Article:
And friends, when we can’t fully recognize our own feelings and experience our own suffering then it becomes hard to honestly express our emotions to others. We may not be able to admit our mistakes and apologize to or ask forgiveness from others when we really should. The fear of appearing weak forces us to maintain a facade which disconnects our inner thoughts and outer behavior. Carrying such a burden is not easy. It can affect our ability to give and receive love and enjoy the simple things in life which can bring us harmony, contentment, peace, and joy.

Is it not a paradox? When we are unforgiving of others and judge too harshly too often, then unconsciously, we run the risk of becoming unforgiving towards ourselves. When we cannot forgive ourselves, then a vague sense of guilt or uneasiness becomes our companion and life loses its sweetness.

In a state of confusion, sometimes people lose their temper easily and give vent to raging emotions not knowing where such intense feelings come from. Often, the ones who are the closest and the dearest get hurt and relationships become strained. How destructive and treacherous is the cycle of violence!

But whatever one’s life condition or situation, great sages tell us that one should never feel dejected and lose hope. In an instant the whole life can be transformed! A house that has been dark for months and even years lights up in a second when the switch is turned and the light bulb comes on.

We can turn on our inner switch when we consciously make a commitment to living a life of light and universal love. Such a commitment activates our divine potential and frees up mental, emotional, and spiritual energies. This is a great first step in our journey and allows us to successfully accomplish the inner transformation.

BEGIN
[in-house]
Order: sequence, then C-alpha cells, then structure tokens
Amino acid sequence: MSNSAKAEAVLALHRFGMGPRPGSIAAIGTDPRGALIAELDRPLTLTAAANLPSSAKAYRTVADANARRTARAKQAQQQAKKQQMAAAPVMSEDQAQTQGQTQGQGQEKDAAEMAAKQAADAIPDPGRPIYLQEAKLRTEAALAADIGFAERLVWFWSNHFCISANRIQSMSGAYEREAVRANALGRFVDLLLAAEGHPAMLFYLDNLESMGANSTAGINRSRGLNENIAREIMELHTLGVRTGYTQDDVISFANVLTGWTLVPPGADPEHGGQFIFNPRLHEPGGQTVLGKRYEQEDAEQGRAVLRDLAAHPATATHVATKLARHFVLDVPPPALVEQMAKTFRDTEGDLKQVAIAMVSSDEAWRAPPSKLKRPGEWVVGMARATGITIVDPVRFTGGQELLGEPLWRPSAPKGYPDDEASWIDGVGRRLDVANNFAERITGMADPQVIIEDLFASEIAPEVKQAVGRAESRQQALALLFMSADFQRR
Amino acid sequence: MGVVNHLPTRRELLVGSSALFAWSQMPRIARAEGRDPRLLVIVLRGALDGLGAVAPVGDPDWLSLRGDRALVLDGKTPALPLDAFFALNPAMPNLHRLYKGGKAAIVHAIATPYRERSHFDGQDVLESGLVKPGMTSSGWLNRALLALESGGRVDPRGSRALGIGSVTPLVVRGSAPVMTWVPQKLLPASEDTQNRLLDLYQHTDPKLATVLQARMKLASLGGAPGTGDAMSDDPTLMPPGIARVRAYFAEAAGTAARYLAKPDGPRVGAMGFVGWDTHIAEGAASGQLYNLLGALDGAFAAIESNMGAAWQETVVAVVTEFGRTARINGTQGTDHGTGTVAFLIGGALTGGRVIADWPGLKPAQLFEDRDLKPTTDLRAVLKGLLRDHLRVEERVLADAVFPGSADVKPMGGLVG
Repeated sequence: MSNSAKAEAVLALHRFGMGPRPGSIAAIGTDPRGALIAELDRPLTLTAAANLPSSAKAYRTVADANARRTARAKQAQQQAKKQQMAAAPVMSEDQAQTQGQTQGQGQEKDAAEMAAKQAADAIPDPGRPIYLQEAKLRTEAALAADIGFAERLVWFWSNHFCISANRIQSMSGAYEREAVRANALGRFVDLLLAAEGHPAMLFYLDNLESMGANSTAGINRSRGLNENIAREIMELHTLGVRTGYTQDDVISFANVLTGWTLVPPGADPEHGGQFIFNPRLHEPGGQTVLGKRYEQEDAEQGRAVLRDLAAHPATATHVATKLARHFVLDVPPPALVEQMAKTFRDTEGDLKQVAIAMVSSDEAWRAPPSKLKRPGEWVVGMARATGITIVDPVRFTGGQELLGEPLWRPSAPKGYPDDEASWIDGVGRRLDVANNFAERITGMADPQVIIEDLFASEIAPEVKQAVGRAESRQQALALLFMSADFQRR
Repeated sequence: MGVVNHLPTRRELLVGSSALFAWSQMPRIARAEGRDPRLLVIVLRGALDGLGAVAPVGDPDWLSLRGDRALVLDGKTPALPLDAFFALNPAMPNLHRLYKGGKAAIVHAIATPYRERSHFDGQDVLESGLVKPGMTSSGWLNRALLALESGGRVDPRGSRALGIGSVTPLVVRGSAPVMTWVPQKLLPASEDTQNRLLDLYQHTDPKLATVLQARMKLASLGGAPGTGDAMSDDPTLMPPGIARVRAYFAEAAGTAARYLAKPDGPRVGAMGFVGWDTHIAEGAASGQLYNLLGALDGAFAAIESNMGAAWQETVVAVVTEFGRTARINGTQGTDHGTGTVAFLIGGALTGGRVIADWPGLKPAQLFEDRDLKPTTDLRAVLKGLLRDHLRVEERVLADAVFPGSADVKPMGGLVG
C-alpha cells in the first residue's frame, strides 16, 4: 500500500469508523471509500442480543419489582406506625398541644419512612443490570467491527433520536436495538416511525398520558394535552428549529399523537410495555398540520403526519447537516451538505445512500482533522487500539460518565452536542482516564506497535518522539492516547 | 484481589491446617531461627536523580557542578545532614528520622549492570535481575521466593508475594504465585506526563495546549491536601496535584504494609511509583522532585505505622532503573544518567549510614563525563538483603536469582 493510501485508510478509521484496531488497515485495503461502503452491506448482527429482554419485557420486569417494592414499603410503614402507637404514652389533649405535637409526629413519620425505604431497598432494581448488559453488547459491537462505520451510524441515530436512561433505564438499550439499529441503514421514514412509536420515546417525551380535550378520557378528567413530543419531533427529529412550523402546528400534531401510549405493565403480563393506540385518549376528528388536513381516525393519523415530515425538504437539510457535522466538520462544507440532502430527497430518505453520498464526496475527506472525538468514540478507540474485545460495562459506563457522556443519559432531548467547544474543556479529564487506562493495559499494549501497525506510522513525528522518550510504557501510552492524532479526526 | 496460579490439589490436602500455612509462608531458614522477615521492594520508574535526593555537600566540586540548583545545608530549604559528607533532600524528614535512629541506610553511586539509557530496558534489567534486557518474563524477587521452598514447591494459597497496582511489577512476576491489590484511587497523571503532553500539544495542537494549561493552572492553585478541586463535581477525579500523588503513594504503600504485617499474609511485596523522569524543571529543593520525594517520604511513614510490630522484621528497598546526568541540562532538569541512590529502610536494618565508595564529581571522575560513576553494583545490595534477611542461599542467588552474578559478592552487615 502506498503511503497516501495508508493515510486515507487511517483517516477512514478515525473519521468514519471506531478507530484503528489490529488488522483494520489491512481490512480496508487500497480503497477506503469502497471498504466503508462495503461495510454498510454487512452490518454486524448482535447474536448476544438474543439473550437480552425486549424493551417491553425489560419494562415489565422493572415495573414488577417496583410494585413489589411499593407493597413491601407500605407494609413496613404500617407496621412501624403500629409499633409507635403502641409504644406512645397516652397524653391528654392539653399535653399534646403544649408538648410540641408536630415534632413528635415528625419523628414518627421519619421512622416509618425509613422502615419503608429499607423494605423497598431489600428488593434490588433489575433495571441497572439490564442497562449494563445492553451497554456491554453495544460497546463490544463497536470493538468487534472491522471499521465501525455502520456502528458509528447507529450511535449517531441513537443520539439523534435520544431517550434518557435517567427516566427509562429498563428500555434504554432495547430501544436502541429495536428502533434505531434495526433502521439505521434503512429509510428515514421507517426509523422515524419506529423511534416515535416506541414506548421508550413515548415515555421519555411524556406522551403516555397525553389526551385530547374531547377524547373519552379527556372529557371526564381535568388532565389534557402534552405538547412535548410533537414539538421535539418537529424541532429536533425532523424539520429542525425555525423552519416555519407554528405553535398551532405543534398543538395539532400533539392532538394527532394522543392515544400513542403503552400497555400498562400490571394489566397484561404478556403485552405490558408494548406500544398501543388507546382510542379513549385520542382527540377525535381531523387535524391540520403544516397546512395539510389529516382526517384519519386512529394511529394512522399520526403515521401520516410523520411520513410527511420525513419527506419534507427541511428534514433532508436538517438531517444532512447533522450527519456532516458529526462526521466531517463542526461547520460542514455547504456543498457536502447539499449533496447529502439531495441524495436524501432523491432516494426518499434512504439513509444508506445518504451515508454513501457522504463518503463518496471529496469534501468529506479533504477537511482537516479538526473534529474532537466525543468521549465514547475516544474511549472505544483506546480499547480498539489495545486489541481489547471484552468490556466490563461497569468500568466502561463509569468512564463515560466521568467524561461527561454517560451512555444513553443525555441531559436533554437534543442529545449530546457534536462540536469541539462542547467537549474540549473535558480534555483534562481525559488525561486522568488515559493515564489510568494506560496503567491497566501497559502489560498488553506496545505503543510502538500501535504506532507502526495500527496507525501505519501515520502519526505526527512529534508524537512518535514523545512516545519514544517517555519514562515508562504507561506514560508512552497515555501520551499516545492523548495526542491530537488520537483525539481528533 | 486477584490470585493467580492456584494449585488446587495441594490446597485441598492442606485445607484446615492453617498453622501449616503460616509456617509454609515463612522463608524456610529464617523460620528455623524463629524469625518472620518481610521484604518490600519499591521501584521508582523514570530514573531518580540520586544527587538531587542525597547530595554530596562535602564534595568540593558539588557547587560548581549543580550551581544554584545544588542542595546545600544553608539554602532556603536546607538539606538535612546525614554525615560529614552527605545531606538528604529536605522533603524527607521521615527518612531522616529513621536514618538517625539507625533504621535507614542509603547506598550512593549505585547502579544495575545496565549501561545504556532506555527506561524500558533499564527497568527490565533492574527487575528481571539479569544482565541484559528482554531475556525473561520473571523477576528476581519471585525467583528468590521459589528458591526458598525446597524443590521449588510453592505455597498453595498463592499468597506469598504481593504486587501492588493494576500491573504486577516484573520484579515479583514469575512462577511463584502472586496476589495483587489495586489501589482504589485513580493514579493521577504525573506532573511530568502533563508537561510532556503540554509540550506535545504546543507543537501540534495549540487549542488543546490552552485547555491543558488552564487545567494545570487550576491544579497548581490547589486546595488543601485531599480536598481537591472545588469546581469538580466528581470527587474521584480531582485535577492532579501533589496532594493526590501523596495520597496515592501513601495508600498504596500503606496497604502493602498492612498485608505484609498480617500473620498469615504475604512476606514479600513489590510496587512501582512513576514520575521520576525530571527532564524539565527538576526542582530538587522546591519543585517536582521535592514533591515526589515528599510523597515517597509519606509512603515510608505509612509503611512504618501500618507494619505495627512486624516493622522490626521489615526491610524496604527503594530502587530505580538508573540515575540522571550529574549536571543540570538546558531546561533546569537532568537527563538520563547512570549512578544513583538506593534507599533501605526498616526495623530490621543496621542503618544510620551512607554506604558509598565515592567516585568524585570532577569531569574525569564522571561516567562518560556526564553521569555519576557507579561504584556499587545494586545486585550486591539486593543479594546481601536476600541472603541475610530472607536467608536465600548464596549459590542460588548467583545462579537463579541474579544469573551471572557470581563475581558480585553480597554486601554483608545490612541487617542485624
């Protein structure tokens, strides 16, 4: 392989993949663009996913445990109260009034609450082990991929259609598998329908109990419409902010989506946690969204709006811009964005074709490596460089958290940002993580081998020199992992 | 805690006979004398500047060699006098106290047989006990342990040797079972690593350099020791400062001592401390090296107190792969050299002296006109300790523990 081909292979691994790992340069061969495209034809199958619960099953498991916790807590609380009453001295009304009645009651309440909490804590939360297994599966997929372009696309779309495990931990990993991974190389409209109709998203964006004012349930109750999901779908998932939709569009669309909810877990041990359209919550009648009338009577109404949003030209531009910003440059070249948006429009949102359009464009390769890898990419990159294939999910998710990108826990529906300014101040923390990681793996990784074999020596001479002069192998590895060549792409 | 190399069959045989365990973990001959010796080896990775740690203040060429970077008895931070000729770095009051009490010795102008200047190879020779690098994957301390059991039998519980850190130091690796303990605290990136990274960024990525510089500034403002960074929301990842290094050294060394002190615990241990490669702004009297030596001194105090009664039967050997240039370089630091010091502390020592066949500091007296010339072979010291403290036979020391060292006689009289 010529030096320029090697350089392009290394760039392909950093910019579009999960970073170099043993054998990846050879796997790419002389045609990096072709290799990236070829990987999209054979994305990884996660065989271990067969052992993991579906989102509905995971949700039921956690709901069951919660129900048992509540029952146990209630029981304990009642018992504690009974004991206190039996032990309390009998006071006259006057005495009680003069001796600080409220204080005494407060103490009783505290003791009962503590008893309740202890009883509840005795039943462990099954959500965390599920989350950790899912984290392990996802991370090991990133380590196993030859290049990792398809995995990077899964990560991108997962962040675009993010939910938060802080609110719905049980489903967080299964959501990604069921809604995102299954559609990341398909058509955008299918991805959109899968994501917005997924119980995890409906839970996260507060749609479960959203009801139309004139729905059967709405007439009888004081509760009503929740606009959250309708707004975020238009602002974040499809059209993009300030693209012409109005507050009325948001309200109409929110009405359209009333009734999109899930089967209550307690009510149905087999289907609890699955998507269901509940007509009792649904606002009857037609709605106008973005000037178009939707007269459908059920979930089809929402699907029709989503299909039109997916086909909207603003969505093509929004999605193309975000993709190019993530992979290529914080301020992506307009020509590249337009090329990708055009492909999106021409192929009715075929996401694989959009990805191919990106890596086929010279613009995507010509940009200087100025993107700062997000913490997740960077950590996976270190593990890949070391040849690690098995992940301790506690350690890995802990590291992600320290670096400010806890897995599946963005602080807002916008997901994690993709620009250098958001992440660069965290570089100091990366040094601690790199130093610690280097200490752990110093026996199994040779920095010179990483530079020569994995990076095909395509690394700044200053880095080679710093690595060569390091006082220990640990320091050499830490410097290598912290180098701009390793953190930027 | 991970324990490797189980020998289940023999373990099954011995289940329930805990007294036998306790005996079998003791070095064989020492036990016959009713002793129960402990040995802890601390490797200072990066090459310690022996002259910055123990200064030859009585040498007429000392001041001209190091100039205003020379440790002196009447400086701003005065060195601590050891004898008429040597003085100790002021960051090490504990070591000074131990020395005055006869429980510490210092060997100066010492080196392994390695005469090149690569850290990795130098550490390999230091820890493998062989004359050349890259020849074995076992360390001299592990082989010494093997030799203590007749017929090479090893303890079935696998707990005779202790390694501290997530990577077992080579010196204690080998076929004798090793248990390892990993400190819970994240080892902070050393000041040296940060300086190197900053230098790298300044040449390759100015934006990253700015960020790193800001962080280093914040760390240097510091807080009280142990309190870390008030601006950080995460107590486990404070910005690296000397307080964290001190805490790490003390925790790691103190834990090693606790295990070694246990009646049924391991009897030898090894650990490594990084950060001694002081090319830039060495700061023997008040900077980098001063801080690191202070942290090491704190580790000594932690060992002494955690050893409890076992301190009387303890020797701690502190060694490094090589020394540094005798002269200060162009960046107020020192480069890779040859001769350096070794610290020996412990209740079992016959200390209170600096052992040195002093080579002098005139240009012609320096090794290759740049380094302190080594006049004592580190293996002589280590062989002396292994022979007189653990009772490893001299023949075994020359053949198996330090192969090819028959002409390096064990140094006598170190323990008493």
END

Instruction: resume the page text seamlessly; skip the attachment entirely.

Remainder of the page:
When we forgive others and are kind to others in our life, we become gentler and less violent with our own self also. This is a deep psychological and spiritual truth. Do not underestimate it. What is inside us, becomes explicit in our behavior towards others. And our behavior towards others influences how we become inside. It is a cycle that feeds on itself. Once we start giving love to others, our capacity to do so also gradually grows along. One can start little by little and experiment with the authenticity of this in one’s own life. There is nothing to lose.

To summarize, nonviolence is the most practical philosophy for living the good life. In Sanskrit, the term that is used for nonviolence is Ahimsa. It means “to not injure or harm.” When we commit ourselves to the philosophy of nonviolence then we consciously start to exercise our will to not injure others through deeds, words, and thoughts. In this way we initiate a deep transformation in our personality which unlocks our hidden spiritual power.

There is absolutely nothing abstract about this. It is a concrete transformation that leads one to experience the deep reverence for all life. When we live in the experience of Divine Love, then our consciousness expands to embrace every living being and we feel a genuine joy in the happiness and welfare of others. Giving the gift of love then becomes an everyday event that requires no special holidays.